Frankly, I think most cars today are very well engineered and built compared to those of 20 to 30 years ago. Given proper care and preventive maintenance, most should go over 150K without serious problems.

    Toyota may not fear Hyundai, but I'm sure it's beginning to respect the company. Toyota will not stand still, as shown by their history in the marketplace. Hyundai obviously is not standing still either, and each new model or generation is a significant improvement over its predecessor.
  • socala4socala4 Member Posts: 2,427
    Regular preventive maintenance plays an extremely important part of a vehicle's reliability.

    It certainly helps, as do proper storage (garaging your car) and driving habits, but none of these will overcome poor engineering, sloppy assembly, or poor quality parts. Proper maintenance will provide the best results possible, but it won't make a bad car good.

    I present this supposition or theory with all due respect - Hyundai products "at times" were purchased by people without the greatest amount of disposable income. Could lack of normal preventive maintenance be part of the reason why Hyundai's haven't had the best long-term reliability track record?

    I seriously doubt that the demographic profile of the buyers of those mid-eighties Hyundai Excels that died quick deaths was substantially different from those having much better luck with their Tercels, Civics and Sentras. Those are the cars that the Hyundais of that time had to compete with, and the Hyundais clearly lost the reliability race.

    Saabs are typical of European cars -- generally very good engineering, but the QC can vary greatly, which leads to a mix of great and poor cars, often coming from the same line. European QC methods are based upon the traditional Ford method (build the entire car, then inspect and repair for defects), rather than the Toyota TQM method (check for quality throughout the process, and stop the line as necessary to catch problems throughout assembly), which means that the Europeans are highly dependent on good QC, and will suffer on a bad day when the bad stuff gets through.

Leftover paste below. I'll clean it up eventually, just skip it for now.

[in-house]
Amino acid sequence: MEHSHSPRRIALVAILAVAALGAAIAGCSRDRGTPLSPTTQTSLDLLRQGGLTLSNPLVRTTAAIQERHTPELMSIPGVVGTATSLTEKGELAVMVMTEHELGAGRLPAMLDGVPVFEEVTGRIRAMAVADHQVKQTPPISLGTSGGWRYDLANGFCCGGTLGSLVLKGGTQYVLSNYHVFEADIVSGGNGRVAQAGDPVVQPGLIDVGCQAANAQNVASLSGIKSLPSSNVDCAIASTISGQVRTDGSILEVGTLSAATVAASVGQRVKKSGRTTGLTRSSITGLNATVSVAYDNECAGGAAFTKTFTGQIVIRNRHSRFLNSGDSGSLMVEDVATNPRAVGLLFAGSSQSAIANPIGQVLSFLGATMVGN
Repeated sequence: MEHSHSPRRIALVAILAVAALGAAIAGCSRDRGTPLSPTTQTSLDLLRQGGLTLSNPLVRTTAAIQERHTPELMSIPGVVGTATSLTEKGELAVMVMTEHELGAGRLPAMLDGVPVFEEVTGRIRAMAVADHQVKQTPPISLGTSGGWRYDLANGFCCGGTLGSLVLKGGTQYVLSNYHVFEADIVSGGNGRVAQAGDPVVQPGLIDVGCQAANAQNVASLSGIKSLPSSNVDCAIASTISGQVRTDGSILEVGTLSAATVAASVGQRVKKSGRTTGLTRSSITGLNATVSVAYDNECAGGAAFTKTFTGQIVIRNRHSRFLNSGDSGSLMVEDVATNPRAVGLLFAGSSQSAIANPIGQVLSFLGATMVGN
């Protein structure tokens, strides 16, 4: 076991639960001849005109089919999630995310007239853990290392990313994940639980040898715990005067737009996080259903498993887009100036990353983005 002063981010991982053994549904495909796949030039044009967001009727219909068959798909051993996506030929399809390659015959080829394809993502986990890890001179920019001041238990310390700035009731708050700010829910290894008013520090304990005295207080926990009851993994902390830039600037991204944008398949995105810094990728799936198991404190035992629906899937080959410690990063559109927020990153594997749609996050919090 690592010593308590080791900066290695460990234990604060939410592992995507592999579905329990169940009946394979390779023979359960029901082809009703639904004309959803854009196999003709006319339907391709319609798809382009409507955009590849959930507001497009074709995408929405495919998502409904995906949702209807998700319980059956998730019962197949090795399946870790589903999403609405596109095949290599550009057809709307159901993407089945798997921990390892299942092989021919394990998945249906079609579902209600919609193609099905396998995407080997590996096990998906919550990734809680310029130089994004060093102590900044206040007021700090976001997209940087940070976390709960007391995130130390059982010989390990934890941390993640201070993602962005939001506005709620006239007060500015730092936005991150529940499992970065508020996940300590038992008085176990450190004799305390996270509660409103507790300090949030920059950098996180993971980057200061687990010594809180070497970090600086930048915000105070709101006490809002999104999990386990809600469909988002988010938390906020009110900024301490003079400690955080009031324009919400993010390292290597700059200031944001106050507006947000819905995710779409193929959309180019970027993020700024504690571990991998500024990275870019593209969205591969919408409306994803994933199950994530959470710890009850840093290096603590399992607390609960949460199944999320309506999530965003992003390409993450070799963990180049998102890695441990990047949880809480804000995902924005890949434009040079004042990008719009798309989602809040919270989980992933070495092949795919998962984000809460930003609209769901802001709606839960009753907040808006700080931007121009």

Add to this that Saab often had issues with supplier quality, so the end result could produce a well-designed, well-built car with subassemblies and parts that might or might not work. Accordingly, some buyers would end up with great cars that simply require good maintenance, while others would get rolling boxes of headaches.

    In comparison, the early Hyundais were bad in virtually every way, so I doubt that even the most diligent owner could have done much about it. Increasing the number of oil changes isn't going to prevent your electrical system from failing or stop a head gasket from blowing at 30,000 miles.
  • w9cww9cw Member Posts: 888
    One thing the current generation Elantra does not have is sloppy assembly. This may have been a problem with Hyundai in the past, but I don't believe you can make this argument today. I've scrutinized - using just the human eye mind you - from stem to stern (inside, outside, engine compartment, and underneath) a new Corolla, the previous generation Civic, and the current generation Elantra, and the Elantra's assembly quality is equal to either of the previous mentioned vehicles. I know, I was flabbergasted too, but visual evidence doesn't lie. In fact, the new 2005 Civics I inspected had consistent problems with some panel and seam alignments.

    Could the argument be made regarding USA assembly vs. Asian assembly? I have no way of knowing, but I compared the aforementioned cars several times, over a period of 6 months. I'm not implying the Elantra is superior to the Civic or Corolla, but just that the visual assembly quality was excellent. Now, as to items I couldn't see (internal engine assembly, etc.) that could be a different matter, but I sincerely doubt it.
  • nvbankernvbanker Member Posts: 7,285
    It's easy to get a Chrysler dealership in Tokyo.. :P
  • lilengineerboylilengineerboy Member Posts: 4,116